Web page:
Party bosses of the Congress—the `Syndicate’ appointed her as Prime Minister in 1966, thinking that like the Queen of England she would be a timid figurehead and they would rule from behind. The socialist leader Ram Manohar Lohia mocked her as a “goongi gudiya” in Parliament. Within two years the goongi gudiya became the nemesis of her rivals: she had destroyed the veterans, split and taken over the party (fatally damaging Nehru’s Congress in the process), and streaking to the zenith of power with her garibi hatao campaign in the 1971 elections. After the big victory of the Bangladesh war she climbed even higher in public perception. A new deity was born: Abhinav Chandi Durga, as Atal Bihari Vajpayee called her.
Isolated in the world, called “witch” and “bitch” by President Nixon, the lone woman leader looked the mighty United States and the entire world in the eye. India was no banana republic. India would pursue her national self-interest with tenacity and courage. In December 1971, with Generals Manekshaw and Aurora leading her armies, Indira Gandhi invaded East Pakistan. The war was over in 14 days. Never in the history of the world has a country been created in 14 days.
Showing exemplary valour on and off the battlefield the Indian army retreated in record time, a statesmanlike ceasefire quickly declared on the western border. “The people of Bangladesh have our good wishes,” Indira Gandhi announced in Parliament. The House rose in standing ovation. The Indian nation once humbled by the Chinese, bounded to its feet, its nationalism and moral purpose flying high. In place of Indira Gandhi, stood a newly minted goddess: Shakti incarnate.
However, within three short years she went from zenith to nadir when she declared the Emergency in 1975, a time when she became a victim of the `Dhritrashtra syndrome,’ or the syndrome of the blind parent, blinded by love to the child’s folly. Sanjay Gandhi ruled supreme during the Emergency and she was not able to decide whether she was the prime minister of India or Sanjay Gandhi’s mother. The Emergency revealed Indira as both as a failed democrat and also as a failed parent.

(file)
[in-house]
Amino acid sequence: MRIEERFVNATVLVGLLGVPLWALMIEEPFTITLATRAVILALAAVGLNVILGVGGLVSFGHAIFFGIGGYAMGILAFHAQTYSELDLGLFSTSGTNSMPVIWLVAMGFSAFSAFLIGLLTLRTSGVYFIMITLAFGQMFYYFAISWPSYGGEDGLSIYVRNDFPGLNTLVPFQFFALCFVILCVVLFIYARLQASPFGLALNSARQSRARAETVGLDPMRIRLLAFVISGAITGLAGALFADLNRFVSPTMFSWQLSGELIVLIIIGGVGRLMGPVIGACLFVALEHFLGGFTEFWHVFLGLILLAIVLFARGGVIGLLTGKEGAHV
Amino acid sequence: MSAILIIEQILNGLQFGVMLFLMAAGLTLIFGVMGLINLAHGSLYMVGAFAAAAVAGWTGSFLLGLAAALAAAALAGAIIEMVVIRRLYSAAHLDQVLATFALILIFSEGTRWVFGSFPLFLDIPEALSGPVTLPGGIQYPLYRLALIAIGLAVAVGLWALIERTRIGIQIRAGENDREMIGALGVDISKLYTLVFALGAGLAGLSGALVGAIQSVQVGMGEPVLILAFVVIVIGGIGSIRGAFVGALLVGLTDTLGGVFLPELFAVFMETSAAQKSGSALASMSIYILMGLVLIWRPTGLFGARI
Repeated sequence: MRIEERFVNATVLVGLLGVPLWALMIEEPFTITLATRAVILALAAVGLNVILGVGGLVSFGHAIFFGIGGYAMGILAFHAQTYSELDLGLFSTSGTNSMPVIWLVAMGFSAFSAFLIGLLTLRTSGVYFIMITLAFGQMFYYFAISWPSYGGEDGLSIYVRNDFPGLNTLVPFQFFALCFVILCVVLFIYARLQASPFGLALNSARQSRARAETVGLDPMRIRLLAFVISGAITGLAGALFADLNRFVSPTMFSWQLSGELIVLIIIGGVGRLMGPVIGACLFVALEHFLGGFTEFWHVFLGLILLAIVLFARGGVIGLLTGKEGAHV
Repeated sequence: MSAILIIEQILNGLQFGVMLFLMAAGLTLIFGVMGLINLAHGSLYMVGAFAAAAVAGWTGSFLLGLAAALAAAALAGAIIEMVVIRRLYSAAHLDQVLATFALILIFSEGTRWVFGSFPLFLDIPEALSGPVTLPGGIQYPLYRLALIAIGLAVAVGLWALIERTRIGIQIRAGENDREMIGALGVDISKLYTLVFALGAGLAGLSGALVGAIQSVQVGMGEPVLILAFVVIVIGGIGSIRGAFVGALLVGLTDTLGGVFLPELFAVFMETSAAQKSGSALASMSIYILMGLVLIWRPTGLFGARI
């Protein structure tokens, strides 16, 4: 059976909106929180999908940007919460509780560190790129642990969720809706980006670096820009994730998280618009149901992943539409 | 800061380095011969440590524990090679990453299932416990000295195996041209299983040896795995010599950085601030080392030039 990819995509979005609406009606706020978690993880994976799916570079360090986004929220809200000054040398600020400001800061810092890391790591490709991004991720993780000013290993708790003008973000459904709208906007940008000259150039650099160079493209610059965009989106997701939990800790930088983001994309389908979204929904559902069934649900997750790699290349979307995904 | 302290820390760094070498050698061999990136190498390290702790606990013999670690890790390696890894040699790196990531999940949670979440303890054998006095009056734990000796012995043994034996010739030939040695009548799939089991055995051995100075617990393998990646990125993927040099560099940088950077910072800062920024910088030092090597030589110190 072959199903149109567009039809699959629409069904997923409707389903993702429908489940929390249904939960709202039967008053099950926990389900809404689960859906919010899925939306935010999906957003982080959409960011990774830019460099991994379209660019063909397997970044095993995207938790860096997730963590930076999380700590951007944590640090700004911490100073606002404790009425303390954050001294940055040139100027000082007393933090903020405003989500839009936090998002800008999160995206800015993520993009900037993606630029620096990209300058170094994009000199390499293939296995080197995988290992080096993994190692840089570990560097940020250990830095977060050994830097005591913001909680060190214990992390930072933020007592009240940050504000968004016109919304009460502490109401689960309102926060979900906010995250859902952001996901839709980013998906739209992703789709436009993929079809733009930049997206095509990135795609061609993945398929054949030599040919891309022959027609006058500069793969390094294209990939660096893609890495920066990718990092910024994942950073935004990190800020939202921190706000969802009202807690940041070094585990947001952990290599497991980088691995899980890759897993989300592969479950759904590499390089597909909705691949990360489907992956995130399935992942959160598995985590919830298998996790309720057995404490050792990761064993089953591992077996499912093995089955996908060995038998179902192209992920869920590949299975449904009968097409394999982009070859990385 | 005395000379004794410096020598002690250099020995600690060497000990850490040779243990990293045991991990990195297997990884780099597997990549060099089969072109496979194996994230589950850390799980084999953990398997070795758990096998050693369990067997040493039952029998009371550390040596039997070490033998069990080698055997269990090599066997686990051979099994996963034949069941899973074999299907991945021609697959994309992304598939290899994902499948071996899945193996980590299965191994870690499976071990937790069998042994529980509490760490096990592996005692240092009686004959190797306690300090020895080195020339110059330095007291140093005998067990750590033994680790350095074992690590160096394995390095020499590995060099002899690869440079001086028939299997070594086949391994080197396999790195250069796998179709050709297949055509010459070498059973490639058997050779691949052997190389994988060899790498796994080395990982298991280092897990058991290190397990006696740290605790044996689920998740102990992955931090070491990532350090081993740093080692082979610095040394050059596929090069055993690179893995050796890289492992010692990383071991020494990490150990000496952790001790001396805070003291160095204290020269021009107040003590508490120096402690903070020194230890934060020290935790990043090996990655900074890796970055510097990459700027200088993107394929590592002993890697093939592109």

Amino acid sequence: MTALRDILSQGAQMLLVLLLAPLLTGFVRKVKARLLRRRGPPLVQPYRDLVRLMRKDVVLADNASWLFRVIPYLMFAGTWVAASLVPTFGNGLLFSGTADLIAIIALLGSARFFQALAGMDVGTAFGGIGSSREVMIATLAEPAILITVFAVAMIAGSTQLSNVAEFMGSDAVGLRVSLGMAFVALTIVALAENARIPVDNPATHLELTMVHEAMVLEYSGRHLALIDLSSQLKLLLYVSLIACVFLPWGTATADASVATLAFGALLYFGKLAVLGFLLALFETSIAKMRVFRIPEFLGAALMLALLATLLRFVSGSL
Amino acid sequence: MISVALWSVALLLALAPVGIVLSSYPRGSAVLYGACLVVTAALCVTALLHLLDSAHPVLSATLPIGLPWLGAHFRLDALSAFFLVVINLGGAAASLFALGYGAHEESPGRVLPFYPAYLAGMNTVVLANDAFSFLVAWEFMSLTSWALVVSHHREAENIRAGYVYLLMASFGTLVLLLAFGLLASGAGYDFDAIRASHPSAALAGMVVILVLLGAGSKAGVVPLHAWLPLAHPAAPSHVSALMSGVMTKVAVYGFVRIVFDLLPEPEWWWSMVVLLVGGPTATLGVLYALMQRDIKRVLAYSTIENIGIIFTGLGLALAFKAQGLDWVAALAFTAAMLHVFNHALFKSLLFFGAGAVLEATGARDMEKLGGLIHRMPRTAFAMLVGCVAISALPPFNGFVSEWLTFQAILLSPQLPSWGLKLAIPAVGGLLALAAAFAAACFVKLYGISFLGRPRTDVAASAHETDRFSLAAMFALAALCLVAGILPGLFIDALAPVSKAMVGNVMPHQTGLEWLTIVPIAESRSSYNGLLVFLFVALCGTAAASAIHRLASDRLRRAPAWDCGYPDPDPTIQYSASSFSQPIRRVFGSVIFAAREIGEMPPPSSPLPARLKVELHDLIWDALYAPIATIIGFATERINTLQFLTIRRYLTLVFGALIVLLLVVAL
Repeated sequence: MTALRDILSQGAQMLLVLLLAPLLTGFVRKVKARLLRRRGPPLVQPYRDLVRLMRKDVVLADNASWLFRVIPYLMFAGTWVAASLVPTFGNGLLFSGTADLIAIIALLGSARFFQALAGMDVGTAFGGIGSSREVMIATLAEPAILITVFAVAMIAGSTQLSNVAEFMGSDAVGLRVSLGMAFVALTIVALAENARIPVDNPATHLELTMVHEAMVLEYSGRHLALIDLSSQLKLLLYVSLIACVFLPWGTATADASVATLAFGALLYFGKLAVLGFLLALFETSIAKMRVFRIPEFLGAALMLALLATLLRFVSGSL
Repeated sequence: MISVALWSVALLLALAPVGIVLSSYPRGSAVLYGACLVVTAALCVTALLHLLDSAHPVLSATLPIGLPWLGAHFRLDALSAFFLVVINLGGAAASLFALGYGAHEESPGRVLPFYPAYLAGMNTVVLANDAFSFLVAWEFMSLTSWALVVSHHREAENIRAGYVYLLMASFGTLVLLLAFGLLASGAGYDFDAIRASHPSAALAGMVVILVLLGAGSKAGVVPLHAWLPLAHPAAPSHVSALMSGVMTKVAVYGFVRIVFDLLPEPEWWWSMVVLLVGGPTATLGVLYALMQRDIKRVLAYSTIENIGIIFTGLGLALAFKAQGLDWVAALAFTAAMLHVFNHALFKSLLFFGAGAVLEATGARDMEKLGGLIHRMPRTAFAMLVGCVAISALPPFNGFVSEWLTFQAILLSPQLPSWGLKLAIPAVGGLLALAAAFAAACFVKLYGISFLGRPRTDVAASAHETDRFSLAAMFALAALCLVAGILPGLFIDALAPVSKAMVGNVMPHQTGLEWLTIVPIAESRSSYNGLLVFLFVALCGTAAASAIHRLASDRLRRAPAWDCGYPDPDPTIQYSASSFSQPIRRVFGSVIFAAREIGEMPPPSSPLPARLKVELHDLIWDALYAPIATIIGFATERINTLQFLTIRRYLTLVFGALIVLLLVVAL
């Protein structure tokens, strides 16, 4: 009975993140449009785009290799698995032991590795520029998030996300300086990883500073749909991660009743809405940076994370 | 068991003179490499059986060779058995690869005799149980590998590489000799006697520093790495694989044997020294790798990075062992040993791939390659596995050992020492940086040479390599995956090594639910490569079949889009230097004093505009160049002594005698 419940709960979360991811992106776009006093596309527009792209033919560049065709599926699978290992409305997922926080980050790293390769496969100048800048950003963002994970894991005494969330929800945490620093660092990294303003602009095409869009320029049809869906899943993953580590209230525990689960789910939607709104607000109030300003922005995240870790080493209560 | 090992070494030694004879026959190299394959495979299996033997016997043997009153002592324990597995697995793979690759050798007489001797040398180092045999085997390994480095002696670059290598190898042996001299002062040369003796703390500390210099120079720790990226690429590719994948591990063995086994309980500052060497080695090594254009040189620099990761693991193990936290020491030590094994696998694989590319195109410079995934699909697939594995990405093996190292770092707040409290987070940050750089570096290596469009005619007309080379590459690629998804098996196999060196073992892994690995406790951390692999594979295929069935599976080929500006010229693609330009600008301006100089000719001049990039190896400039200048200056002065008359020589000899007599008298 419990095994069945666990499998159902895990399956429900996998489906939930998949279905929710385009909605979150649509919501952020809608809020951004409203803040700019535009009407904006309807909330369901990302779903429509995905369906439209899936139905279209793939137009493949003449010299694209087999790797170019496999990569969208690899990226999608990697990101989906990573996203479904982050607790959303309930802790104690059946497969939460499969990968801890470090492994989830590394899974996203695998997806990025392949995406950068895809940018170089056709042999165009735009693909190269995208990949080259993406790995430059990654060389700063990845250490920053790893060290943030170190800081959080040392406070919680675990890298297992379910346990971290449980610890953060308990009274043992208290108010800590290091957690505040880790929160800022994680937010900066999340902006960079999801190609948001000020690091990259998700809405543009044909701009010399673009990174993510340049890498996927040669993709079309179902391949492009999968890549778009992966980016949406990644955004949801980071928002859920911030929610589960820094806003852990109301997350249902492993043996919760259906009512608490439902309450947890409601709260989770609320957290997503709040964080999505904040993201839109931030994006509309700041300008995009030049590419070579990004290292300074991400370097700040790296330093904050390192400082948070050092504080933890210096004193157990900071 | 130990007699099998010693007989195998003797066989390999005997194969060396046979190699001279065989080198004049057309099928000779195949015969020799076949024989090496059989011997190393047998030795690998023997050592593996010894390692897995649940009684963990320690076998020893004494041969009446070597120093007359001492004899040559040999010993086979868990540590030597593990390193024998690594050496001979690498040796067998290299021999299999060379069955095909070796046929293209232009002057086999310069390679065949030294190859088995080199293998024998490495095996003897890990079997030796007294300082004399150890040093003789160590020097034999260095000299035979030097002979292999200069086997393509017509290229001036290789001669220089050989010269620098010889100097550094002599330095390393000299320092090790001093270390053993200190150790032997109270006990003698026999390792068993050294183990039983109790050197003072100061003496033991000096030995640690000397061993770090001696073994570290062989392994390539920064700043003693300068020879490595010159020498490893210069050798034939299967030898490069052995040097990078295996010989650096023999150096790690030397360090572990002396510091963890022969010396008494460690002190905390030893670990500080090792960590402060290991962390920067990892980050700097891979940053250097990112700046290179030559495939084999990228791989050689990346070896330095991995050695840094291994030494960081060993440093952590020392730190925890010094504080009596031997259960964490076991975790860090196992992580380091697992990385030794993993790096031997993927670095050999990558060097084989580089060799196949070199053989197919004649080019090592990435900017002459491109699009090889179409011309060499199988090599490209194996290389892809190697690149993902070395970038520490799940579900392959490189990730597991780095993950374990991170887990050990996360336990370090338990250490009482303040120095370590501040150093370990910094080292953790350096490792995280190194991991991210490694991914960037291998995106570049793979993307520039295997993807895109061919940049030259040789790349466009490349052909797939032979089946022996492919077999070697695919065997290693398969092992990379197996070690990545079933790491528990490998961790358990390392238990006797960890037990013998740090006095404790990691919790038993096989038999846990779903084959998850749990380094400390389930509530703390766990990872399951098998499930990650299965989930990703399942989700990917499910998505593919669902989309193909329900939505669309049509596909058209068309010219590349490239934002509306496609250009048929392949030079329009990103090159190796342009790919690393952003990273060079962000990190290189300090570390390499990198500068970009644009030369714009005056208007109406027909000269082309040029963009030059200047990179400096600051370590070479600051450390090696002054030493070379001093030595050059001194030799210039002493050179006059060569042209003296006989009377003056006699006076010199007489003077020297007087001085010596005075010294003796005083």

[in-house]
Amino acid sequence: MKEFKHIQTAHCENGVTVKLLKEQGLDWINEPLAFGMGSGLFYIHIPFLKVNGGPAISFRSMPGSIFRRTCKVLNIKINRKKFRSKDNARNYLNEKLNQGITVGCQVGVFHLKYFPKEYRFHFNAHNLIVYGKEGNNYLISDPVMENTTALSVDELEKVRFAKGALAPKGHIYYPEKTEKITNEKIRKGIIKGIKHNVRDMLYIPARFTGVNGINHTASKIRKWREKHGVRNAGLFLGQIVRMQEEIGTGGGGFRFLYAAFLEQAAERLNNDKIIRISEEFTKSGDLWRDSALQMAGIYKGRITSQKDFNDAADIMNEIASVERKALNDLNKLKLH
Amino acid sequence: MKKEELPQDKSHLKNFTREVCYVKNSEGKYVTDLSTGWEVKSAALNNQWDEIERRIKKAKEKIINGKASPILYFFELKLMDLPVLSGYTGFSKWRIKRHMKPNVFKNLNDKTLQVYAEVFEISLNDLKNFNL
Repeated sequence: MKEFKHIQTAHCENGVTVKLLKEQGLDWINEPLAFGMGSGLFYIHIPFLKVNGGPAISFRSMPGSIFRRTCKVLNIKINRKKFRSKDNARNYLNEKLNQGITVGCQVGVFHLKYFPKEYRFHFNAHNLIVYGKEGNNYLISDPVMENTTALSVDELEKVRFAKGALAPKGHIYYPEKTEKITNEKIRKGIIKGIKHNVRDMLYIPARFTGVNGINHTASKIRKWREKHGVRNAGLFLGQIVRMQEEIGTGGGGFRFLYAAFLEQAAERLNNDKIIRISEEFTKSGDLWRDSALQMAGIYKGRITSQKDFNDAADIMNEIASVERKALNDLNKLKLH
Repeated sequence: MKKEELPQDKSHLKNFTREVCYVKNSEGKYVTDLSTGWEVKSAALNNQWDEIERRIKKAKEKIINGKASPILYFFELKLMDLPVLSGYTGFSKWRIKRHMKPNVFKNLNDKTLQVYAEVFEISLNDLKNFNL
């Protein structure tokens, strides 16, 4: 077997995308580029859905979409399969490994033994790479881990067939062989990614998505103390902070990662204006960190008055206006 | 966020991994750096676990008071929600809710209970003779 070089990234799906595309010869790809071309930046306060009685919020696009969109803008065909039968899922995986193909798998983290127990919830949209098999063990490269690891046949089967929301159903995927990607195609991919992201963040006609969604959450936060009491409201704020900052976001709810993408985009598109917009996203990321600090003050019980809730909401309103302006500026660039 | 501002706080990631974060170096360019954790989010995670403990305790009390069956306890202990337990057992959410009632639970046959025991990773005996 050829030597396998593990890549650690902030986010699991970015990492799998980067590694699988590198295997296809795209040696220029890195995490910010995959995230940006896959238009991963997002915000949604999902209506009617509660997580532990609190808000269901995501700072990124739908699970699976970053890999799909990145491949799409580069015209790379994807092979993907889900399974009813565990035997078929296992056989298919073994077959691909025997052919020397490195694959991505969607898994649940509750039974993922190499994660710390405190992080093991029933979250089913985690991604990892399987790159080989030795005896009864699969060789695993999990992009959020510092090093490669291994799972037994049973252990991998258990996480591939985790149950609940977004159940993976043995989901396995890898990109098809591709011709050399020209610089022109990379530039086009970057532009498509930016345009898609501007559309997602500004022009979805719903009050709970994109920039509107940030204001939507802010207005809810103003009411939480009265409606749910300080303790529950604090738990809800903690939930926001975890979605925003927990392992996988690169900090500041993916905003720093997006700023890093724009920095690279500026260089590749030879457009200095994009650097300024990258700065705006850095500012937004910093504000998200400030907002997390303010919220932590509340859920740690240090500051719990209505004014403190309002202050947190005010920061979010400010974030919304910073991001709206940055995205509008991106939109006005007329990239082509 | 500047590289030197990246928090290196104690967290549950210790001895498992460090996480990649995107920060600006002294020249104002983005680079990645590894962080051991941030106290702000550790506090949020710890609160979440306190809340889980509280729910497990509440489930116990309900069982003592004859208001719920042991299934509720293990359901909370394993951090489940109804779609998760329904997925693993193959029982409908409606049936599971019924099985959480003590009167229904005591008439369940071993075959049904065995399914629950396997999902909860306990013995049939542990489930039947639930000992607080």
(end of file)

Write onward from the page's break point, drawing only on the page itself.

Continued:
Yet she was only a half -hearted dictator. She imposed dictatorship but revoked it and by herself submitting to the power of the vote, she paradoxically reaffirmed faith in democracy. She took away democratic rights but in submitting to electoral defeat and resigning her post, she reaffirmed the power of the vote. After defeat she achieved what no other politician has so far pulled off: within two short years of a crushing failure at the polls she returned to power with a thumping majority. Yet by her second term she had lost her fiery spirit and acute insights and wrote her own death warrant when she sent the army into the Golden Temple.
But then as Jim Morrison sang, death makes angels of us all and gives us wings where we had claws. Her epic death made her an urban legend. Today thousands stream into the Indira Gandhi Memorial Museum in New Delhi, in far greater numbers than they do even to Gandhi or Nehru’s memorial. She’s passed into folklore, even into myth, she was the virangana who defended India with the last drop of her blood.
Controversial, tempestuous, stylish and emotionally rich, with an abiding interest in India’s arts, civilizational heritage, environment and wildlife, (she was the only Indian PM to be member of a bird watching society), Indira Gandhi is hardwired into the Indian DNA. Marked by extraordinary courage, she was a woman who called the only man in her government, the queen of the poor; she was the memsahib who died like a grimy soldier in battle, in politics she was India’s James Bond in a khadi sari.